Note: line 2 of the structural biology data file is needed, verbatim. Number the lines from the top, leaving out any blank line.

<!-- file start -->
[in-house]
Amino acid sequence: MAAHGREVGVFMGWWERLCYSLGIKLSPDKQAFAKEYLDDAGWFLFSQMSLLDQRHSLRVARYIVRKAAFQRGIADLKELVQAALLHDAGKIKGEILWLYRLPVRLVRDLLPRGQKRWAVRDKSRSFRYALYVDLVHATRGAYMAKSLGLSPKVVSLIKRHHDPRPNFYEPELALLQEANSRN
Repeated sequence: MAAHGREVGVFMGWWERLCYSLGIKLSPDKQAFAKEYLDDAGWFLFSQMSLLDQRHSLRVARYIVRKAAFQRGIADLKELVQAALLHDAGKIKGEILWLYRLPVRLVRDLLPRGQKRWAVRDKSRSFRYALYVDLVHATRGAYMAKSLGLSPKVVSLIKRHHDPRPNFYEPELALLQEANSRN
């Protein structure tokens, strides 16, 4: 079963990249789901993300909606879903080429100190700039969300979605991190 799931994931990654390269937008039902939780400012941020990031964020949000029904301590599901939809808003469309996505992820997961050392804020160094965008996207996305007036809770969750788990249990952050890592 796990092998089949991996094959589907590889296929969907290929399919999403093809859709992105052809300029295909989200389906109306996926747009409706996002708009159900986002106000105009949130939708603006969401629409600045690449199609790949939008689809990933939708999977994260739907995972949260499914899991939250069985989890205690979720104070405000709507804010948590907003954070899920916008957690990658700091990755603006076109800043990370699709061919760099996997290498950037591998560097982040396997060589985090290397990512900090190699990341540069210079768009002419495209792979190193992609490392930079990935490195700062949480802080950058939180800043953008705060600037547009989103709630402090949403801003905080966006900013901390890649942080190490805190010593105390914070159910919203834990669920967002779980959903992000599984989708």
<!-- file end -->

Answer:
Amino acid sequence: MAAHGREVGVFMGWWERLCYSLGIKLSPDKQAFAKEYLDDAGWFLFSQMSLLDQRHSLRVARYIVRKAAFQRGIADLKELVQAALLHDAGKIKGEILWLYRLPVRLVRDLLPRGQKRWAVRDKSRSFRYALYVDLVHATRGAYMAKSLGLSPKVVSLIKRHHDPRPNFYEPELALLQEANSRN